Army set to get its first consignment of Spike anti-tank guided missiles under emergency purchases
The Israeli Spike anti-tank guided missile (ATGM) is a weapon system the Indian army has been looking for, particularly to protect its infantrymen and then, its tanks against enemy armour. Now, after months of waiting, the Army will get its first consignment– a small one, though– of the Spike.
Spike is an Israeli fire-and-forget anti-tank guided missile and anti-personnel missile with a tandem-charge HEAT warhead, currently in its fourth-generation. It was developed and designed by the Israeli company Rafael Advanced Defense Systems. It is available in man-portable, vehicle-launched, and helicopter-launched variants.
Originally, this $500 million deal was cancelled in November 2017 following a report by an expert committee, constituted by the then Defence Minister Manohar Parrikar, which found the Defence Research and Development Organisation (DRDO) capable of producing these missiles indigenously. This was followed by a much-hyped trip by Israel’s Prime Minister Benjamin Netanyahu in January 2018 at the end of which he claimed that the deal was ‘back on the table’. And yet, in December 2018, it was reported to have been cancelled again after having failed test runs in high-temperature conditions. Predictably, Netanyahu was expected to travel again to India soon after, focusing on defence deals, but the trip did not materialise.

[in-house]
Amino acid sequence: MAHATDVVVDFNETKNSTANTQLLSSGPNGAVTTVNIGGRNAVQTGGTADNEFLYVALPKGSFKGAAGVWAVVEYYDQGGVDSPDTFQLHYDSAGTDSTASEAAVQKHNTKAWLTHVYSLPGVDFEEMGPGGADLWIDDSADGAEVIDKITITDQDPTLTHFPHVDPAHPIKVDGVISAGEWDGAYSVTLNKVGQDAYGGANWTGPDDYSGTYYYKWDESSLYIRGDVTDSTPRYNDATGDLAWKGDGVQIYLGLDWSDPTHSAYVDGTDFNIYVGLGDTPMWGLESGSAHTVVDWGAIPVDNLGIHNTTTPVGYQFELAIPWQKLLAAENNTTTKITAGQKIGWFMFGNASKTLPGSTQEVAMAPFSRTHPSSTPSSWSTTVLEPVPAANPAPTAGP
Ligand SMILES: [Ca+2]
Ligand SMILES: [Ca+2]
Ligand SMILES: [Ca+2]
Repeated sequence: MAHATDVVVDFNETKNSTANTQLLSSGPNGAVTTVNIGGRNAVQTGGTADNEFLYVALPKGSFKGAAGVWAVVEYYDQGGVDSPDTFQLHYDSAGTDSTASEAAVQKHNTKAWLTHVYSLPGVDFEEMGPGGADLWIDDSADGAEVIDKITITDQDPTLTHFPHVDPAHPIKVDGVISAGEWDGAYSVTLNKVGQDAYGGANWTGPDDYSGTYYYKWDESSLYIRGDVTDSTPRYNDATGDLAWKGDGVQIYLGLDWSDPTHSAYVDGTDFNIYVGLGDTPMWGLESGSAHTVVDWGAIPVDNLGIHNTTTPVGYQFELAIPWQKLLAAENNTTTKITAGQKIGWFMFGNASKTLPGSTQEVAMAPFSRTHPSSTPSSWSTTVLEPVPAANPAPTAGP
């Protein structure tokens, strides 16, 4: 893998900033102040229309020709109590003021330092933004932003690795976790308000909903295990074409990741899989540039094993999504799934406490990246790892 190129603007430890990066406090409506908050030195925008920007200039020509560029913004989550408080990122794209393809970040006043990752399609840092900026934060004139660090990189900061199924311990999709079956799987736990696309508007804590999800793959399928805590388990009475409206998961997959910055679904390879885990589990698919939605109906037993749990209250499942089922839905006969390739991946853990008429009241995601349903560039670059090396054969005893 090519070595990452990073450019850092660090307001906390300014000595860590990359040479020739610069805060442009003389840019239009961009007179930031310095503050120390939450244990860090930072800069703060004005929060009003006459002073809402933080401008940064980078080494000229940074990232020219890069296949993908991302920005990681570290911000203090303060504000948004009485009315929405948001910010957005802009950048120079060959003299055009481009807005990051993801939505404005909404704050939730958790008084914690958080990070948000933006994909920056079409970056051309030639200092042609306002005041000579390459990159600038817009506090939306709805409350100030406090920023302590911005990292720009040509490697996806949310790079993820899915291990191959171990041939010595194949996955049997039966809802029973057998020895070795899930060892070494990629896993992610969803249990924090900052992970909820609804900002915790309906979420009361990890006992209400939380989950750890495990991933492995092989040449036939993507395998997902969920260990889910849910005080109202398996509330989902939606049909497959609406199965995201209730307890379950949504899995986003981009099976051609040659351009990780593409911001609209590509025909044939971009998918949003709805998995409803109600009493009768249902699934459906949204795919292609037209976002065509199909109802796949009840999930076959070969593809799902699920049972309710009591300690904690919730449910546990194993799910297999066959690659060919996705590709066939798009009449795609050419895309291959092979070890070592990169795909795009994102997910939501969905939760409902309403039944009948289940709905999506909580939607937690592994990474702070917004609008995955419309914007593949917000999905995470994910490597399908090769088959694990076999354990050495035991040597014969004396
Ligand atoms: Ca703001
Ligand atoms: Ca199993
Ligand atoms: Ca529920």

The initial consignment of 8,000 missile heads, which was later distributed between DRDO and Rafael’s local joint venture — Kalyani Rafael Advanced Systems — has now been reduced to 240, and is being bought under the ‘emergency procurement’ category.
The Rs 280 crore deal gets the Army 210 missiles and 12 launchers with delivery expected soon. The deal is part of the ’emergency purchase’ mechanism that the armed forces are allowed, and in the wake of the Indian Air Force’s strike on terror camps in Balakot, deep inside Pakistan and the Pakistani Army moving some of its troops right to the border, much required.
According to the rules, the Army vice chief is allowed Rs 300 crore for emergency purchases, and last weekend, this was cleared after the Army Commanders’ Conference. Senior army officials said the previous effort– a much larger deal– was stuck; discussions were still going on with the Defence Research and Development Organisation (DRDO).
While that deal related to a weapon-system that was ‘third-generation,’ this purchase is of a new, ‘fourth-generation’ missile with superior performance. The Emergency Purchase provision was used primarily because such purchases during the time of elections are usually more difficult. The Spike is likely to be effective against reactive armour; the 4 km range is also a positive.
Of course, it is a small order. But if the Spike proves to be effective, a larger order could happen in the future.
Source:- Times Now